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Auditors Slam California State University System For Putting Student, Employee Health And Safety At Risk
An audit released Tuesday shows that the California State University system exposes students and employees to on-campus hazards such as faulty laboratory equipment, unsafe drinking water, asbestos and chemical spills.
Auditors examined four CSU schools — Channel Islands, Sacramento, San Diego and Sonoma — and none of the campuses could demonstrate that they provide students with safety training before working in laboratory environments, according to the report.
“Without resolving these issues, campuses cannot ensure they are effectively protecting students and employees against injuries and illnesses,” wrote auditor Elaine Howle.
She said without regular equipment testing, there’s no guarantee that equipment will function properly during an emergency. Three of the four campuses did not conduct required inspections of laboratory safety equipment such as eyewash stations, emergency showers and fire extinguishers.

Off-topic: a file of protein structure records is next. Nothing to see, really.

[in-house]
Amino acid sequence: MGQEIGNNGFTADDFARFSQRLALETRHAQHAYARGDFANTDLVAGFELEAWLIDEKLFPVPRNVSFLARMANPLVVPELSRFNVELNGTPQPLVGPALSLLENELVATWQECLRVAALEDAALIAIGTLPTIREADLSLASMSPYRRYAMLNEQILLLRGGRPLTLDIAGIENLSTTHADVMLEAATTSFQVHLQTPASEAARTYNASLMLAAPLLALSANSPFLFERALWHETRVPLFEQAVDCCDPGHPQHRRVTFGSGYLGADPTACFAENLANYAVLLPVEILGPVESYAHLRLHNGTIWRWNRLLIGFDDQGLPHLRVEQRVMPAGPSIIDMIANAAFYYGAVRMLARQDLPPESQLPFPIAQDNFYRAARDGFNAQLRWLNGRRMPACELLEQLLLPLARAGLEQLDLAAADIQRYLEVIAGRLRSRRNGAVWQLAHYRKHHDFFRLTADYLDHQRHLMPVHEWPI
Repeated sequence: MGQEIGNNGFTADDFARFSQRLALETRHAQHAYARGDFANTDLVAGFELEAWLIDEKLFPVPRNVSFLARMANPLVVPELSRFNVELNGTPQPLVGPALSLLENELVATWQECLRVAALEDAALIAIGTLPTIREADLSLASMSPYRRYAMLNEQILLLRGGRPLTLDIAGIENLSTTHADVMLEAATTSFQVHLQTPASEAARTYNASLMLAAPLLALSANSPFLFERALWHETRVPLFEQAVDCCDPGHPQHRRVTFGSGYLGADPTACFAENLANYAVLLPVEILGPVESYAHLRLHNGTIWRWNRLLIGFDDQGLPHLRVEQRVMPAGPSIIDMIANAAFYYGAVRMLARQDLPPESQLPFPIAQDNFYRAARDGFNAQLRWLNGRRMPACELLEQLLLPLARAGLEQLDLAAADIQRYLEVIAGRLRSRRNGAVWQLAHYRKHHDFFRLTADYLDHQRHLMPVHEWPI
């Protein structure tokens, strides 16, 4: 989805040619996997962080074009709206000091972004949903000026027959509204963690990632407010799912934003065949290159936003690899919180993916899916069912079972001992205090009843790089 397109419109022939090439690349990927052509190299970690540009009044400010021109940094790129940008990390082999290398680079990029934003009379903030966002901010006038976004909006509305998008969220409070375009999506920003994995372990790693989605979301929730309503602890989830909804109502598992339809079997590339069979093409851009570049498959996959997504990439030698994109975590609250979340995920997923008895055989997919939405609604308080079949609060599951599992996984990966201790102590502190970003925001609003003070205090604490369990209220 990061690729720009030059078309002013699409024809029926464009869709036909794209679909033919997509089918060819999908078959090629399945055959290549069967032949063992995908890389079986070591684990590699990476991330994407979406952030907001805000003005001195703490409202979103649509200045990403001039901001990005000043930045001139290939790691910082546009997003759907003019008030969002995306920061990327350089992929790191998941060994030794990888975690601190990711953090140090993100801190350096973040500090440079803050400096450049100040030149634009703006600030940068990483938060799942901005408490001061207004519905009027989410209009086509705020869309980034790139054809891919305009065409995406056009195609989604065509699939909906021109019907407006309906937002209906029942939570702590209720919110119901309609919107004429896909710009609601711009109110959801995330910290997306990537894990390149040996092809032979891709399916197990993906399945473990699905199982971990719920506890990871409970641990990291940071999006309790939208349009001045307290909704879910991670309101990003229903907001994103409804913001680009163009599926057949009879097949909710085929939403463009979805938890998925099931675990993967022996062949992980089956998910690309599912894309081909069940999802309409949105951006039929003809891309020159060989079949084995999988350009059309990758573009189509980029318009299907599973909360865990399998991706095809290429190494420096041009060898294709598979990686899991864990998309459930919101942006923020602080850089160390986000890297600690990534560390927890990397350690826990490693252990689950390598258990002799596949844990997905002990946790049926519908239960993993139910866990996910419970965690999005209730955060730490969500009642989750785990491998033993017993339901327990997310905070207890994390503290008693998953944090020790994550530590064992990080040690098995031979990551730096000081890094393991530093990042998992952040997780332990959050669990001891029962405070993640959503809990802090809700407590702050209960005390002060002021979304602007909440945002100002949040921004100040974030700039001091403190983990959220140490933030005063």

The Sacramento and San Diego schools failed to post warning signs outside rooms containing asbestos, the report found. And all four campuses had fallen behind on reviewing their protocols for lab workers using hazardous chemicals. Sonoma hasn’t updated its plan for six years, and Sacramento hasn’t done so for 15 years, according to the audit.
The California State University Employees Union requested the audit after recent incidents on Sacramento State’s campus. In one case, a professor and a group of students found excessive lead content in the drinking water.
In another, a faulty shelf in a laboratory led to a chemical spill that contacted two students’ feet. The employees tasked with cleaning up the spill say they suffered health problems after the exposure.
The union also raised concerns about an employee who claimed the university fired him after he brought up concerns about asbestos.
Toni Molle, director of public affairs for the CSU system, said officials agree with the audit and will comply with the auditor’s recommendations. Those include forming a statewide health and safety committee, requiring timely reports from all campuses on equipment inspections and employee trainings, and reminding campuses about asbestos signage requirements.
Molle said the system convened a health and safety task force in January of last year. They’ve also created a lab safety and training group, retained an environmental health and safety consultant and began offering online safety training.
Editor’s Note: Sacramento State holds the license to Capital Public Radio.
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